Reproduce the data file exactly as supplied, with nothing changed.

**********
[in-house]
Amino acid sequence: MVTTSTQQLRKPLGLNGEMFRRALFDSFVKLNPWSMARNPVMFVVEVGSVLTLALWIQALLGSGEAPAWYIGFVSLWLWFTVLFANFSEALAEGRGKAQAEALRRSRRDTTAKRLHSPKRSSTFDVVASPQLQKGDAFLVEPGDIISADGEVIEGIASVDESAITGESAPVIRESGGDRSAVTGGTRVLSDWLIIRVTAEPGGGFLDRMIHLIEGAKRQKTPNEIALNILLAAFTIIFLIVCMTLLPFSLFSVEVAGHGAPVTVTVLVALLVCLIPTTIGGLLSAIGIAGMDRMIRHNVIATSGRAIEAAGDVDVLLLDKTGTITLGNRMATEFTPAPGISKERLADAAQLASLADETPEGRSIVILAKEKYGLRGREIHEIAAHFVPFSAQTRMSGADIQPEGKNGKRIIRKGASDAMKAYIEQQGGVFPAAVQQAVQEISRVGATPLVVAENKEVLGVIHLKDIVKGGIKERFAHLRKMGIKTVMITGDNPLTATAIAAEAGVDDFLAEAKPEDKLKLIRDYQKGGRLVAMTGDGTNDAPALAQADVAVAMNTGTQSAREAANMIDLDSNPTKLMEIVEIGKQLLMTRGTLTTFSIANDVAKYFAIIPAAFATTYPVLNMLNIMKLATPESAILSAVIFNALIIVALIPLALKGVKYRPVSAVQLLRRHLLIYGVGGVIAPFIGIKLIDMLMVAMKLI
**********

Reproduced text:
[in-house]
Amino acid sequence: MVTTSTQQLRKPLGLNGEMFRRALFDSFVKLNPWSMARNPVMFVVEVGSVLTLALWIQALLGSGEAPAWYIGFVSLWLWFTVLFANFSEALAEGRGKAQAEALRRSRRDTTAKRLHSPKRSSTFDVVASPQLQKGDAFLVEPGDIISADGEVIEGIASVDESAITGESAPVIRESGGDRSAVTGGTRVLSDWLIIRVTAEPGGGFLDRMIHLIEGAKRQKTPNEIALNILLAAFTIIFLIVCMTLLPFSLFSVEVAGHGAPVTVTVLVALLVCLIPTTIGGLLSAIGIAGMDRMIRHNVIATSGRAIEAAGDVDVLLLDKTGTITLGNRMATEFTPAPGISKERLADAAQLASLADETPEGRSIVILAKEKYGLRGREIHEIAAHFVPFSAQTRMSGADIQPEGKNGKRIIRKGASDAMKAYIEQQGGVFPAAVQQAVQEISRVGATPLVVAENKEVLGVIHLKDIVKGGIKERFAHLRKMGIKTVMITGDNPLTATAIAAEAGVDDFLAEAKPEDKLKLIRDYQKGGRLVAMTGDGTNDAPALAQADVAVAMNTGTQSAREAANMIDLDSNPTKLMEIVEIGKQLLMTRGTLTTFSIANDVAKYFAIIPAAFATTYPVLNMLNIMKLATPESAILSAVIFNALIIVALIPLALKGVKYRPVSAVQLLRRHLLIYGVGGVIAPFIGIKLIDMLMVAMKLI